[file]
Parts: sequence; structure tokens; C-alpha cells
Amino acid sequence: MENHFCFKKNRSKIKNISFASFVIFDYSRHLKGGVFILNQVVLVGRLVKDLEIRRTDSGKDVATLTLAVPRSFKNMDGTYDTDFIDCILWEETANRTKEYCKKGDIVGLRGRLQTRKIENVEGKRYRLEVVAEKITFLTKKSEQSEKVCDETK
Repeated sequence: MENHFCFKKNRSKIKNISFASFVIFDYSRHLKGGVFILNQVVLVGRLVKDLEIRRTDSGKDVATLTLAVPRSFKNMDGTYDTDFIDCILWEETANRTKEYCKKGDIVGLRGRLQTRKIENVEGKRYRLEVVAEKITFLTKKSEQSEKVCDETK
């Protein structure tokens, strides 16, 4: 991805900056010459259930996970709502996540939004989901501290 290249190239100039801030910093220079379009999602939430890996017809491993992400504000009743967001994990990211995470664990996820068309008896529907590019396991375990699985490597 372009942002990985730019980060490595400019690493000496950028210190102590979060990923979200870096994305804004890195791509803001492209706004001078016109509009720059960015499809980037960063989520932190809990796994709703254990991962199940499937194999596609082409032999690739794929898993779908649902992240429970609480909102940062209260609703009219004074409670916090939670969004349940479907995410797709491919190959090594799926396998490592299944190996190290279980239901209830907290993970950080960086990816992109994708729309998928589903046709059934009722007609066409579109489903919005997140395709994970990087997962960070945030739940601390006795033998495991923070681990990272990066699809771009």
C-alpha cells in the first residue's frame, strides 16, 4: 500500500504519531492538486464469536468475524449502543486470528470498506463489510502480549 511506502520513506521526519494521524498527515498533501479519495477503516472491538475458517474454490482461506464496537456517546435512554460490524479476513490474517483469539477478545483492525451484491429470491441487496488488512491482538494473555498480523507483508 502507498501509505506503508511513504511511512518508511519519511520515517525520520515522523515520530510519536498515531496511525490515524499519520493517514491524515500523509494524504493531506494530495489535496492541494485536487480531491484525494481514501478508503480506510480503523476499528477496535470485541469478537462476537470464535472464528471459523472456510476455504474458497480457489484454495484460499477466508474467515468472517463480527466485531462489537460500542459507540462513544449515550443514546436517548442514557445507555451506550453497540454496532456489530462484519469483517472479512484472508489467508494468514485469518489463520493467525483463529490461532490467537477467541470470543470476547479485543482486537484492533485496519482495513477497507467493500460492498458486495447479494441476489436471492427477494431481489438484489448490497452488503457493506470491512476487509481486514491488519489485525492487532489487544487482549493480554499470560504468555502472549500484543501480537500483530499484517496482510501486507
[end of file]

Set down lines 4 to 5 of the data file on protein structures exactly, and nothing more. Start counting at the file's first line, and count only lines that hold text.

């Protein structure tokens, strides 16, 4: 991805900056010459259930996970709502996540939004989901501290 290249190239100039801030910093220079379009999602939430890996017809491993992400504000009743967001994990990211995470664990996820068309008896529907590019396991375990699985490597 372009942002990985730019980060490595400019690493000496950028210190102590979060990923979200870096994305804004890195791509803001492209706004001078016109509009720059960015499809980037960063989520932190809990796994709703254990991962199940499937194999596609082409032999690739794929898993779908649902992240429970609480909102940062209260609703009219004074409670916090939670969004349940479907995410797709491919190959090594799926396998490592299944190996190290279980239901209830907290993970950080960086990816992109994708729309998928589903046709059934009722007609066409579109489903919005997140395709994970990087997962960070945030739940601390006795033998495991923070681990990272990066699809771009």
C-alpha cells in the first residue's frame, strides 16, 4: 500500500504519531492538486464469536468475524449502543486470528470498506463489510502480549 511506502520513506521526519494521524498527515498533501479519495477503516472491538475458517474454490482461506464496537456517546435512554460490524479476513490474517483469539477478545483492525451484491429470491441487496488488512491482538494473555498480523507483508 502507498501509505506503508511513504511511512518508511519519511520515517525520520515522523515520530510519536498515531496511525490515524499519520493517514491524515500523509494524504493531506494530495489535496492541494485536487480531491484525494481514501478508503480506510480503523476499528477496535470485541469478537462476537470464535472464528471459523472456510476455504474458497480457489484454495484460499477466508474467515468472517463480527466485531462489537460500542459507540462513544449515550443514546436517548442514557445507555451506550453497540454496532456489530462484519469483517472479512484472508489467508494468514485469518489463520493467525483463529490461532490467537477467541470470543470476547479485543482486537484492533485496519482495513477497507467493500460492498458486495447479494441476489436471492427477494431481489438484489448490497452488503457493506470491512476487509481486514491488519489485525492487532489487544487482549493480554499470560504468555502472549500484543501480537500483530499484517496482510501486507